What is in this article?:
- 2012 was a big year for target spot in Southeast cotton
- Looking at time frame
- Did get defoliation reduction
• While target spot is found in dryland cotton, heaviest leaf spotting and defoliation has been seen in irrigated cotton, particularly when strip- or conservation-tilled.
• In 2012, disease outbreaks were observed in cotton in the Florida Panhandle, South Carolina, North Carolina and Virginia.
TARGET SPOT IN cotton continues to spread throughout the Southeast and has caused yield loss in some fields.
Looking at time frame
Researchers continue to look at the time frame that the leafspot and defoliation develop, says Hagan.
“I had two trials where I rated cotton over an extended period of time. In the central Alabama study, the spotting probably started about mid-July, and the cotton was about 55 days old at that time.
“On the Gulf Coast, the leafspotting got started at the end of July, and this cotton was planted in early May, making it 75 to 80 days old, so we really haven’t pinned down the time frame of when the leafspotting begins.”
Studies conducted this past year were intended to help determine the type of yield loss that might occur due to target spot in cotton, says Hagan.
“We used Phytogen 499 and Deltapine 1050, which we identified in 2011 as being susceptible and maybe a little less susceptible, respectively, to this disease in a variety trial. At the end of the season, just before the cotton was sprayed with a defoliant, we had about 80 percent leaf shed in the untreated Phytogen 499 versus about 50 percent in the Deltapine.”
It’s very hard to define how much yield loss is occurring, and it’s hard to set up a trial in order to get the high level of disease control needed to show that, he says.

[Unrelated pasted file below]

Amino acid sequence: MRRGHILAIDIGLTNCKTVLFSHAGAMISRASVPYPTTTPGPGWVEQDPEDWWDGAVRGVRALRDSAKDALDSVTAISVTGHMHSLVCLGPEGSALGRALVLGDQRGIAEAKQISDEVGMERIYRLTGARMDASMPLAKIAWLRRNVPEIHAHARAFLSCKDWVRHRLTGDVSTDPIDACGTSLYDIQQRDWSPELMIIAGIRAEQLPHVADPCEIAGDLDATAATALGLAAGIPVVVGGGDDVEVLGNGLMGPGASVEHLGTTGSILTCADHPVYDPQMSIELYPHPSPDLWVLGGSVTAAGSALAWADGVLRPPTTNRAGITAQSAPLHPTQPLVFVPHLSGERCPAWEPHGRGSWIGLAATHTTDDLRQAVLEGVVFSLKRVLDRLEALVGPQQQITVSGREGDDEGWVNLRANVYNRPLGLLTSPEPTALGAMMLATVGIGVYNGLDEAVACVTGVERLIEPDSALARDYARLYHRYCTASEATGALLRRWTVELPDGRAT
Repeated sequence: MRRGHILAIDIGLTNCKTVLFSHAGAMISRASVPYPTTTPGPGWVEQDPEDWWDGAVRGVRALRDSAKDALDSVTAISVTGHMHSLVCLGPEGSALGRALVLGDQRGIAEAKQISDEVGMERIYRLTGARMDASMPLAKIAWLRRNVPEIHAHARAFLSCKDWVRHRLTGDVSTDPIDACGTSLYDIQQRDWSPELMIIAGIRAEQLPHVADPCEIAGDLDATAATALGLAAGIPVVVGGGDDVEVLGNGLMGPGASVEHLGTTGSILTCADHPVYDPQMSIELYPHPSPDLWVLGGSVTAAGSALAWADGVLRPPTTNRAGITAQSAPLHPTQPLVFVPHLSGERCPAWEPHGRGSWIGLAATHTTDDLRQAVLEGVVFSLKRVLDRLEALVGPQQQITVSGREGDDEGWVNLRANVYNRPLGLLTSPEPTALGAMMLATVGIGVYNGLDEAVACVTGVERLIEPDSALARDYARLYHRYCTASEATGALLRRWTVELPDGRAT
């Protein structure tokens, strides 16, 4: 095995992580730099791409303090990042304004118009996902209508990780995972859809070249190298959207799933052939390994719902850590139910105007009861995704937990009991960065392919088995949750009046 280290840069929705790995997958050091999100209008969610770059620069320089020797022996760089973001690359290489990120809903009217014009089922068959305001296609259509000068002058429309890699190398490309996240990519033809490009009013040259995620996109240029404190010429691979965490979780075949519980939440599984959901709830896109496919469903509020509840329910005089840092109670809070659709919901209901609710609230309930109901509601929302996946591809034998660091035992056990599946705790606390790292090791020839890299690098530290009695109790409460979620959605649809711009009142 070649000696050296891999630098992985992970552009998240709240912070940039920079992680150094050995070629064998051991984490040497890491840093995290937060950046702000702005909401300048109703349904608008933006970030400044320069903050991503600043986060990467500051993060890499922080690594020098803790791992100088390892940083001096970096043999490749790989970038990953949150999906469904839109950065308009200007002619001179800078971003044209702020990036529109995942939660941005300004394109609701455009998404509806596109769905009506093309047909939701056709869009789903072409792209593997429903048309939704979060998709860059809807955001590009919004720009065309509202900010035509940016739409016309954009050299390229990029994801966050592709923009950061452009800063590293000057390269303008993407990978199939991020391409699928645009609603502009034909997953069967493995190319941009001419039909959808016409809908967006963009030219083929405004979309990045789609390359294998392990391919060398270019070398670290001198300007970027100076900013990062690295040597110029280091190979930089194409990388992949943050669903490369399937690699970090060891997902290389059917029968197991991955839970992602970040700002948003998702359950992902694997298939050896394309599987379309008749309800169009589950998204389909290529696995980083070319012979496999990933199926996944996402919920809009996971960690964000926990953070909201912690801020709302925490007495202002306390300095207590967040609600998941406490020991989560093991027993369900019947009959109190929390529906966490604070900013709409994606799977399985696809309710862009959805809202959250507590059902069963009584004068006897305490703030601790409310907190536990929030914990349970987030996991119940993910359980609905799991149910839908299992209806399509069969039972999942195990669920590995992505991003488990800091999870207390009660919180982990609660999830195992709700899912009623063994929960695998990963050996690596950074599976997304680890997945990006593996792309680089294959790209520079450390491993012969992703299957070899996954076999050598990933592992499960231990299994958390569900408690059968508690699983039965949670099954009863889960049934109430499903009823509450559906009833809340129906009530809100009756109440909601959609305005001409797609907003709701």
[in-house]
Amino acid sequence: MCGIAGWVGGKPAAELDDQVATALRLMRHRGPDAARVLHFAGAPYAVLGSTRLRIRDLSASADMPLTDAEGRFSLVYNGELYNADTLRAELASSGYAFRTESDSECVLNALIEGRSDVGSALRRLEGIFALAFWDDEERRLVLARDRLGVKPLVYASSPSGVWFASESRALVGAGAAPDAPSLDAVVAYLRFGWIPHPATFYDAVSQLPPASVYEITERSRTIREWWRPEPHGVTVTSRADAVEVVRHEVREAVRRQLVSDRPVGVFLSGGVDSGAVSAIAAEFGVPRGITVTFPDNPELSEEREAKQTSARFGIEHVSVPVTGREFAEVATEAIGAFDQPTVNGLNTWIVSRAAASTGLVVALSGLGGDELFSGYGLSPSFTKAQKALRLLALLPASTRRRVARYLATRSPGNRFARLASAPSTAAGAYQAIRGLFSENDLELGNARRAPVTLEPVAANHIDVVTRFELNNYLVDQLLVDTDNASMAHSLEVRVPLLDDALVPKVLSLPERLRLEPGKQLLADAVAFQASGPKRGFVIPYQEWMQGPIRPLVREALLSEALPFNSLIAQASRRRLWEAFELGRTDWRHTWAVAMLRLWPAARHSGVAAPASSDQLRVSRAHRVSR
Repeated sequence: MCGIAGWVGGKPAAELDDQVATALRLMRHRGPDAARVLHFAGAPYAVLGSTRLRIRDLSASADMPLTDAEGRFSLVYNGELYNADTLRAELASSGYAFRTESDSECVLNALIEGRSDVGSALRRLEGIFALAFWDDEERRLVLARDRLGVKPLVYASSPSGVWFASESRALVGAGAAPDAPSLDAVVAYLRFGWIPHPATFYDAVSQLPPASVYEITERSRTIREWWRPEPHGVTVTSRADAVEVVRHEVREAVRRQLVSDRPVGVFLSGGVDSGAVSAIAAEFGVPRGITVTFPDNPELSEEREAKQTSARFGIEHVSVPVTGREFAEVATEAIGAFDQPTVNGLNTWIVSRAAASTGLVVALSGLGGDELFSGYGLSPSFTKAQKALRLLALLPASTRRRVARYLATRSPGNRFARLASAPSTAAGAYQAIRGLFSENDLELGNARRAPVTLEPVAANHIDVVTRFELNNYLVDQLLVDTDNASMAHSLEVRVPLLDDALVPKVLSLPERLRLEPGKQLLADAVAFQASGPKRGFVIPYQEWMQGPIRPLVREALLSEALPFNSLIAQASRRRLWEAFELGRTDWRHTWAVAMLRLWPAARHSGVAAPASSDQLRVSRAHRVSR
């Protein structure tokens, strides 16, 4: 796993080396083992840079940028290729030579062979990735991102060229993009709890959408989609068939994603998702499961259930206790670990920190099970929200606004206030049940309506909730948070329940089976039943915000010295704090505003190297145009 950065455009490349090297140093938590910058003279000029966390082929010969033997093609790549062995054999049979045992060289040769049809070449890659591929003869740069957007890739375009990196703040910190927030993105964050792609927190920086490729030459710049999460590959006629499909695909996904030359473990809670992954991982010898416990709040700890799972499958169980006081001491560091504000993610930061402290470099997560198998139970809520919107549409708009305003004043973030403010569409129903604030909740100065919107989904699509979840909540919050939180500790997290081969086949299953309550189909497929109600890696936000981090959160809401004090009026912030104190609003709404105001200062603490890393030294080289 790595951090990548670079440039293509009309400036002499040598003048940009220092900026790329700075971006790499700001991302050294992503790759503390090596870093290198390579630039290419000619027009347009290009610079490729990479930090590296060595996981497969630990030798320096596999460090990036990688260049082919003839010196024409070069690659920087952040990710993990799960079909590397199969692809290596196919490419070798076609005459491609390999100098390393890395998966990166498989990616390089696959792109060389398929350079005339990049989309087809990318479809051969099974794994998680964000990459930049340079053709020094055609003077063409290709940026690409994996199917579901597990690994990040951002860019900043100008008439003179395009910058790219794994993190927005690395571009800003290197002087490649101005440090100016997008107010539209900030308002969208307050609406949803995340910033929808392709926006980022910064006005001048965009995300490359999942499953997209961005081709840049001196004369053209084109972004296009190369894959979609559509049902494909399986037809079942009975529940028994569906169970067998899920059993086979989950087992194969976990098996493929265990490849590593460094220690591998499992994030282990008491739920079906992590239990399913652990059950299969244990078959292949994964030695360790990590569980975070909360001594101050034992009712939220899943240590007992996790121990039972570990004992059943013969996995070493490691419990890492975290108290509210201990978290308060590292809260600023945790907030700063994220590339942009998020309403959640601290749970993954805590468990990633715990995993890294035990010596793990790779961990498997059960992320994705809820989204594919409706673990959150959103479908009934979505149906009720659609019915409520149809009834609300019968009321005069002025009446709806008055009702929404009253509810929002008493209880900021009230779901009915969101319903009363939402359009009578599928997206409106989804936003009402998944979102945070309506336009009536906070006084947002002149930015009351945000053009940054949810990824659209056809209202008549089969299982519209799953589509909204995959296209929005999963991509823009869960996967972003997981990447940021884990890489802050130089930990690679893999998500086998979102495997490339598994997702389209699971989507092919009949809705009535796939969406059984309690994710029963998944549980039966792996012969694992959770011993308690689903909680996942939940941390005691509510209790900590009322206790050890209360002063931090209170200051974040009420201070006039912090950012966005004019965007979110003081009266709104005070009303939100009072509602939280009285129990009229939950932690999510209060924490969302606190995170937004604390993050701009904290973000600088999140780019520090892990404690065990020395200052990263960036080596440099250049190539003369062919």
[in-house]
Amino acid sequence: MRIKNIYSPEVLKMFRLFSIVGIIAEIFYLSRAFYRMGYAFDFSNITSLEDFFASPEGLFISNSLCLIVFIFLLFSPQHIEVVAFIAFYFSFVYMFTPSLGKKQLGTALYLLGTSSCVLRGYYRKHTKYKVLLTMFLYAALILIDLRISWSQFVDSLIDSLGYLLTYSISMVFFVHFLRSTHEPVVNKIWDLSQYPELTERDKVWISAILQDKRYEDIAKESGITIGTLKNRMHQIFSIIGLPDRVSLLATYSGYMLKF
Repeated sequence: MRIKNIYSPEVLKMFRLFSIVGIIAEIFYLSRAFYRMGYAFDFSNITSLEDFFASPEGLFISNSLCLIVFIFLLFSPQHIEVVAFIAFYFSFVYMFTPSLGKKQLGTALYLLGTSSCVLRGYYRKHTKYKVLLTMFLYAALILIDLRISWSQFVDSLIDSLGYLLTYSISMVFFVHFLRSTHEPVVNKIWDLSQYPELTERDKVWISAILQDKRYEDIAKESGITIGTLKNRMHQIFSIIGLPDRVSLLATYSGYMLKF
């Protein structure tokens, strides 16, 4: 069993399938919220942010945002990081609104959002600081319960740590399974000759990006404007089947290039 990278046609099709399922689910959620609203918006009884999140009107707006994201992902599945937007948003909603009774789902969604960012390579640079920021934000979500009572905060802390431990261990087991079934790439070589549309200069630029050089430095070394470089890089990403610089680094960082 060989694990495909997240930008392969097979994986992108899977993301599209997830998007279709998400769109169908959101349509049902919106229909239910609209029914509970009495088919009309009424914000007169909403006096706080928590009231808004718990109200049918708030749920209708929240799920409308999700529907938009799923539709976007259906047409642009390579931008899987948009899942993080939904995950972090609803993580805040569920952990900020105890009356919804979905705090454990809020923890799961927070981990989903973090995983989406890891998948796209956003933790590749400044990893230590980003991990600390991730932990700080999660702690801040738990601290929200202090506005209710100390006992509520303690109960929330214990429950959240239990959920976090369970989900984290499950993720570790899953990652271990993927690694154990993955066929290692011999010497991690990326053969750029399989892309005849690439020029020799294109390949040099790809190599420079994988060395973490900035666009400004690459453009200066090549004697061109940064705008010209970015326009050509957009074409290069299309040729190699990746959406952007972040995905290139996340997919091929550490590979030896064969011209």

The estimate was made of 250 pounds of lint per acre, on average. Some consultants in Georgia suggested that the yield loss in some cases was up to 600 pounds per acre. These, however, are rough estimates, says Hagan.
“We do know that target spot does reduce the yield of cotton,” he says.
“On Phytogen 499, as the disease intensified, yield went down. We need to more specifically determine what the yield loss might be. On the Deltapine variety, as the disease intensified, yield did not go down.
“As we increased the number of Headline applications on Phytogen 499, we got a 100-pound increase in yield with each successive Headline application. By the time we got done with five Headline applications, we came up with a 600-pound increase in seed cotton yield.
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“With DPL 1050, we also got a significant yield gain as the number of Headline applications increased. With that variety, it was an increase of about 60 pounds of seed cotton per application.”
There are risk factors to be considered in target spot incidence, says Hagan.
“There is some difference in sensitivity among cotton varieties to this disease. You’d think that crop rotation would have a major impact with this pathogen, but that’s still up in the air.
“When we’ve gone out and looked at problems, it seems like the worst incidence of the disease has come in fields where cotton followed cotton in strip- or no-till production. We also need to look at the influence of tillage on this disease.
“The other factor is canopy moisture. You can’t look at higher defoliation and say that will be the higher or lower yielding variety.”
In fungicide trials, the only material that significantly increased yield over the non-treated control was Headline at 9 fluid ounces, says Hagan. Cotton was sprayed at first bloom and then 14 days later, and that’s a standard preventative treatment, he says.